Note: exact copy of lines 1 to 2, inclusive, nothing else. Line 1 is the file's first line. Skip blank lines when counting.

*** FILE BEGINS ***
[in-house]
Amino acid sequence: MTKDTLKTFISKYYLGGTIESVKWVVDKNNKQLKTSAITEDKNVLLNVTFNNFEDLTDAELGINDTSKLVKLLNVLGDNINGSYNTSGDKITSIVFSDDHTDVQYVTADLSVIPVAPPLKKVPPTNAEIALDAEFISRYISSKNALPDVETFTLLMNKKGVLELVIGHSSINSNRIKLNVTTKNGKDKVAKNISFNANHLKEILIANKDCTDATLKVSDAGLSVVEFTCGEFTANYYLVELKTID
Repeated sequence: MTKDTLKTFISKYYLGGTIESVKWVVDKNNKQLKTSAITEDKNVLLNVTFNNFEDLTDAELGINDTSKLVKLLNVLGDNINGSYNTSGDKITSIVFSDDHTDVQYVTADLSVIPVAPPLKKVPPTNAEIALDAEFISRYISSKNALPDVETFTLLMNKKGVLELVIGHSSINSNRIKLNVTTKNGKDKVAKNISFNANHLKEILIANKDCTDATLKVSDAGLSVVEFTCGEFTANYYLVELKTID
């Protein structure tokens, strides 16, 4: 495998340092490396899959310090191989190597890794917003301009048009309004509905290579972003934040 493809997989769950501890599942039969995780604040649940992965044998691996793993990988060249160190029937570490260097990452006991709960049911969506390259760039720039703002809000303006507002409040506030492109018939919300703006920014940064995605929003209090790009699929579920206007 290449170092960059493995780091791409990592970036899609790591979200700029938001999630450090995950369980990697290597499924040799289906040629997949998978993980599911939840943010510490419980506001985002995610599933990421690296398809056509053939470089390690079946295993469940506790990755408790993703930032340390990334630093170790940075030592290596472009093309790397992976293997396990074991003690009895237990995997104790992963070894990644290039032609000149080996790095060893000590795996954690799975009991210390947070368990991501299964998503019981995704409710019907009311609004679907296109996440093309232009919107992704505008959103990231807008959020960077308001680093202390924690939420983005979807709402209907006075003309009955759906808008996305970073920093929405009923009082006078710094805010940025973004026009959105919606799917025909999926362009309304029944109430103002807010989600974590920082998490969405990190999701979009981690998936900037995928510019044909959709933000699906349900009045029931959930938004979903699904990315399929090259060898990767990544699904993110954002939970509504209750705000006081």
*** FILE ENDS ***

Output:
[in-house]
Amino acid sequence: MTKDTLKTFISKYYLGGTIESVKWVVDKNNKQLKTSAITEDKNVLLNVTFNNFEDLTDAELGINDTSKLVKLLNVLGDNINGSYNTSGDKITSIVFSDDHTDVQYVTADLSVIPVAPPLKKVPPTNAEIALDAEFISRYISSKNALPDVETFTLLMNKKGVLELVIGHSSINSNRIKLNVTTKNGKDKVAKNISFNANHLKEILIANKDCTDATLKVSDAGLSVVEFTCGEFTANYYLVELKTID